small business

The Power of the Purchaser

Many small business owners do not realize what kind of power they wield. To utilize their purchasing power, business owners need to be able to track their spending on a monthly basis. Once they have a purchase history , they can renegotiate based on their volume.

Here are some recommendations for immediate purchasing power:

1). Chambers & Associations – Local chambers and member associations are a great resource for purchasing power. As a result of volume with an individual supplier, members are able to take advantage of preferred pricing. Though the chamber or association might not have the staff on site to handle a project like this, they can partner with a vendor or group purchasing organization where the chamber/association can also receive a rebate or revenue share as an added benefit.

2). Group Purchasing Organization – Procurement Concepts, is a Group Purchasing Organization (GPO) that combines the purchasing volume of their membership base to achieve extreme discounts. For example, Procurement Concepts partnered  exclusively with Staples for office related products after going through a rigorous proposal process with the largest office related products vendors. Due to Procurement Concepts’ combined purchasing volume with Staples, members are able to save up to 83% off list price. In addition, Staples is able to increase their business by acquiring new customers. It truly is a win-win situation.

3). Shop the Buyer’s Market – Vendors are all dedicated to keeping customers loyal and active. If your cleaning supply vendor knows you are shopping your price around, they will likely hope to keep your business and match or beat any other offers. I highly recommend auditing your spending habits each quarter or bi-yearly so you can take advantage of market changes and developments.

These are just a few ways to take advantage of your purchasing power for a competitive advantage. Of course, keep in mind that relationships are extremely important and that quality of products and services can trump low prices. Remember, you get what you pay for.  

What is Group Purchasing?

Many small to mid-sized business owners don't have time to think about procurement. And, it makes sense... they are focusing on the product or service that they provide. So, when it comes time to purchase coffee, office supplies, business cards, or travel, they either run to the store or order online. Or, maybe an account rep contacted your company and put you on your own corporate account (but discounts are not extreme).

Procurement Concepts believes that small to mid-sized businesses should not spend more per item than the "big dogs." That is why we aggregate our members spend together to create purchasing power. We then select one vendor in each category (Staples, Vistaprint, etc). There are no costs to join, no minimum spend requirements, and no contracts to sign. All a small to mid-sized business owner needs to do is provide us with a little bit of information (name, phone, address, email) and we can provide them with usernames and passwords so they can take advantage of extreme discounts.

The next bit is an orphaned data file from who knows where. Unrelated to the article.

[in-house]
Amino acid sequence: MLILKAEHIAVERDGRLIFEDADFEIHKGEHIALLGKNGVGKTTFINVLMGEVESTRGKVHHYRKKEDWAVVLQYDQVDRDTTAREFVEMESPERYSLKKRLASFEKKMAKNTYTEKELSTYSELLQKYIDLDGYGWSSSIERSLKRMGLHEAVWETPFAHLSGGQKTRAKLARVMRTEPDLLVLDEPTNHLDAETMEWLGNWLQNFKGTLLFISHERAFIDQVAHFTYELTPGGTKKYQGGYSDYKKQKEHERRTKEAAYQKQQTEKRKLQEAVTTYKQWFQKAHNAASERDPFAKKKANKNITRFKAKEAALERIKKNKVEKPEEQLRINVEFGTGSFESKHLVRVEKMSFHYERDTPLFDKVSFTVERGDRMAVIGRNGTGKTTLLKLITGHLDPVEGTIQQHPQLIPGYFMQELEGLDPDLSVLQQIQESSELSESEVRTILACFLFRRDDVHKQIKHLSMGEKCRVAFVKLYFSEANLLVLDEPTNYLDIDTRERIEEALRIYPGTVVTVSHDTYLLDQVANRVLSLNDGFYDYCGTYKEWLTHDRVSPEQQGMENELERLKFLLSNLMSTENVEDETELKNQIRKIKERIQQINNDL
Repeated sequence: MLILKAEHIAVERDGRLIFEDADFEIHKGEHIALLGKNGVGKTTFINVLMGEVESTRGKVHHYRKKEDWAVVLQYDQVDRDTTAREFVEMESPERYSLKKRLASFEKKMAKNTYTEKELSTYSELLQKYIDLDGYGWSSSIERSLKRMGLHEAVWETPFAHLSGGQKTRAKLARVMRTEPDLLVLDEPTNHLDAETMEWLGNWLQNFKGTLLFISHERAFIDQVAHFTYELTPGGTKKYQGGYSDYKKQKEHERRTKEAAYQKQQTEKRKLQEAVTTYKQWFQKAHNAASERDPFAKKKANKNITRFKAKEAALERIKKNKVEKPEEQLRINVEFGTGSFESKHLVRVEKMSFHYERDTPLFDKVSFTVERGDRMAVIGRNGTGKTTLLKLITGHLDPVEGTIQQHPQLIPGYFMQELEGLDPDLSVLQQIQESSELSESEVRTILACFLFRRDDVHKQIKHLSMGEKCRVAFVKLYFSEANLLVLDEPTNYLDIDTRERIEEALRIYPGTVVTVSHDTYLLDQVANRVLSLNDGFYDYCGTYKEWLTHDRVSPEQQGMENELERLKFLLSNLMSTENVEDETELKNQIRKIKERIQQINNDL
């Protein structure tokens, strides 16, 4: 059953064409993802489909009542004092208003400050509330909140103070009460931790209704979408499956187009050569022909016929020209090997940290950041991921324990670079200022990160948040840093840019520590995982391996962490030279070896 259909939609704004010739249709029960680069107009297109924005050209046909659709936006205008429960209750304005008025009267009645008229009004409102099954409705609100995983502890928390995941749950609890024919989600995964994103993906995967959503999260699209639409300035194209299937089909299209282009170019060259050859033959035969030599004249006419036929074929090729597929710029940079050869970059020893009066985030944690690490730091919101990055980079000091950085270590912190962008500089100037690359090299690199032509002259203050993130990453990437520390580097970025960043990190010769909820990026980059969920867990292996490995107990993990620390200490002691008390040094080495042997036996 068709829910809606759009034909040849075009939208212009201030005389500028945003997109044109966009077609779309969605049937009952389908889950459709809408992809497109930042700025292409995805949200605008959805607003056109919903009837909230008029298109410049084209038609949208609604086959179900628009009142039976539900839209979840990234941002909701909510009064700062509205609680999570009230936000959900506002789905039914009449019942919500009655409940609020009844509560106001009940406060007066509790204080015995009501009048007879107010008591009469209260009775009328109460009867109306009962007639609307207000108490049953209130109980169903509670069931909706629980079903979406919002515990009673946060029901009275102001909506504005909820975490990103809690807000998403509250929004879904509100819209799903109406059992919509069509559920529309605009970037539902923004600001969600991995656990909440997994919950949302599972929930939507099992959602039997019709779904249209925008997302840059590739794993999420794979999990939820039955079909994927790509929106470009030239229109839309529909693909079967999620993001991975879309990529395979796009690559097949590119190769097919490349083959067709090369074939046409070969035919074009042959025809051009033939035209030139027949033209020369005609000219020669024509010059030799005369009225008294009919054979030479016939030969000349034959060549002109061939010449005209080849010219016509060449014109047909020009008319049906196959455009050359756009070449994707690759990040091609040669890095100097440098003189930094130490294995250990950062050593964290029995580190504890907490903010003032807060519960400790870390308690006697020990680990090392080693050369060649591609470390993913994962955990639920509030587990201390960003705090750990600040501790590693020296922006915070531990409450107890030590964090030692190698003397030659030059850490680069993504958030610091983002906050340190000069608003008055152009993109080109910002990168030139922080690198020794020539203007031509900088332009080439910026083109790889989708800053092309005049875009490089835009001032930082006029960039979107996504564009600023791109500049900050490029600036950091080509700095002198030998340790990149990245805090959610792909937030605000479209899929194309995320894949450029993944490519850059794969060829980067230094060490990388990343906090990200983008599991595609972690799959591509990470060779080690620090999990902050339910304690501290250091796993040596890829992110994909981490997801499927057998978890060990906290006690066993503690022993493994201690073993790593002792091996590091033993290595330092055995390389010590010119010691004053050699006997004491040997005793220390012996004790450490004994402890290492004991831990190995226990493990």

In addition, Vistaprint is offering a great promotion for new members. They are offering 50% off most items. Just go to our co-branded store Vistaprint and enter the code PROCUREMENT50 when you checkout. 

Our goal is to help small businesses control costs. Take a look at our marketplace and feel free to enroll in any of our programs at no cost!

The New Era of Procurement

What do you think of when you think of procurement? If you are like many people, you think of cost savings and/or contract negotiations. But the new era of procurement has become more strategic in nature. Procurement professionals can not just look at old price and new price anymore. They need to understand the total cost of ownership. 

At Procurement Concepts, we believe that you get what you pay for, especially in the professional services industry. Let's use law firms as an example. To simplify this, imagine your company is owed $1 million by a client who refuses to pay. You solicit bids from 3 law firms.

  • Firm A: Proposes an hourly rate of $150/hour and estimates 150 hours ($22,500)
  • Firm B: Proposes an hourly rate of $200/hour and estimates 200 hours ($40,000)
  • Firm C: Proposes a $300/hour and estimates 250 hours ($75,000)

Before answering the question, we highly suggest looking at the probability of success and the reputation of the law firm. Ask the firm a few questions around performance and service levels. For example, based on historic data, what is the probability of recovering all $1 million? What other fees will we incur (mileage, copies, filing fees, etc)? Who will be working on the case (partner, associate or paralegal)? How can we  be sure your firm won't bill more than the proposed hours?

What if firm A is able only able to collect $500,000 within the hours proposed? Then your company nets  $477,500. If Firm C is able to collect all $1 million within the hours proposed, paying the highest price of $75,000 is definitely worth it.  In our experience, many companies would just look at cost (and would have selected firm A).  

In addition to costs, Procurement Concepts analyzes service levels, performance requirements, and success rates for our clients. Please let us know how we can help your company reduce costs while increasing performance!